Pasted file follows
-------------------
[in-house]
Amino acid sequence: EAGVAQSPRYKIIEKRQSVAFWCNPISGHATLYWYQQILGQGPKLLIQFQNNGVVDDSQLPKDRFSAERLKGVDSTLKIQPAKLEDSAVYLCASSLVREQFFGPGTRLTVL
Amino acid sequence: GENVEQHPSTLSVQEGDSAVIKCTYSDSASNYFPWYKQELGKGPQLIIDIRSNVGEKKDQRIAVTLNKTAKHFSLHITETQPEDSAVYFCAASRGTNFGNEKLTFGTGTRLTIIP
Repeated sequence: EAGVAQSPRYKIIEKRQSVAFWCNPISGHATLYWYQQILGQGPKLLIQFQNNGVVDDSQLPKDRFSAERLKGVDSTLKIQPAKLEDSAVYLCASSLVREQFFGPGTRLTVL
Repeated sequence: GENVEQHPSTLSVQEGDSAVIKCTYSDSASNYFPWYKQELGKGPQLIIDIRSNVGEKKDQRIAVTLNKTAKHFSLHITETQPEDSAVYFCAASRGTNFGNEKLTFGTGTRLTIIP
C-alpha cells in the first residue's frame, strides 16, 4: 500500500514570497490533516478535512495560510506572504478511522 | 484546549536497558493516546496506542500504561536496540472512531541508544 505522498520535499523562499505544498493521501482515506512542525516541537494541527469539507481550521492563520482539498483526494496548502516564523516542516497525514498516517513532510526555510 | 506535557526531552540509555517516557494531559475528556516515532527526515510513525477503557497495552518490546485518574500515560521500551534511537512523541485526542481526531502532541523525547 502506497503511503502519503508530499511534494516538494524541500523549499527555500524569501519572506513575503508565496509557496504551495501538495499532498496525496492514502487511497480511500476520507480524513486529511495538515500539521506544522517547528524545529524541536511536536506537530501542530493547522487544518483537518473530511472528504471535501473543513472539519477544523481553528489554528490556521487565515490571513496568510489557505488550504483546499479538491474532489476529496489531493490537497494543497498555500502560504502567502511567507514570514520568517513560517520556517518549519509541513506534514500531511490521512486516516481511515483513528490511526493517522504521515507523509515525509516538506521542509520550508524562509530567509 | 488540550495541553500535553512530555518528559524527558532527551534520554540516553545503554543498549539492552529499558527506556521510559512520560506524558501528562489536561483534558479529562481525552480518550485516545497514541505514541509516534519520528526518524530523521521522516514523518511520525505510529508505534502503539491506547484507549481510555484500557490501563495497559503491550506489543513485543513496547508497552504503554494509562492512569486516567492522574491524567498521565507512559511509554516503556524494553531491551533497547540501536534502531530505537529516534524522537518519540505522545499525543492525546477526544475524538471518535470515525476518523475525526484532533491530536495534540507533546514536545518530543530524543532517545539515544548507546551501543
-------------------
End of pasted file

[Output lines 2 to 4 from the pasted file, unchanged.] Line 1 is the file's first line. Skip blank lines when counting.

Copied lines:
Amino acid sequence: EAGVAQSPRYKIIEKRQSVAFWCNPISGHATLYWYQQILGQGPKLLIQFQNNGVVDDSQLPKDRFSAERLKGVDSTLKIQPAKLEDSAVYLCASSLVREQFFGPGTRLTVL
Amino acid sequence: GENVEQHPSTLSVQEGDSAVIKCTYSDSASNYFPWYKQELGKGPQLIIDIRSNVGEKKDQRIAVTLNKTAKHFSLHITETQPEDSAVYFCAASRGTNFGNEKLTFGTGTRLTIIP
Repeated sequence: EAGVAQSPRYKIIEKRQSVAFWCNPISGHATLYWYQQILGQGPKLLIQFQNNGVVDDSQLPKDRFSAERLKGVDSTLKIQPAKLEDSAVYLCASSLVREQFFGPGTRLTVL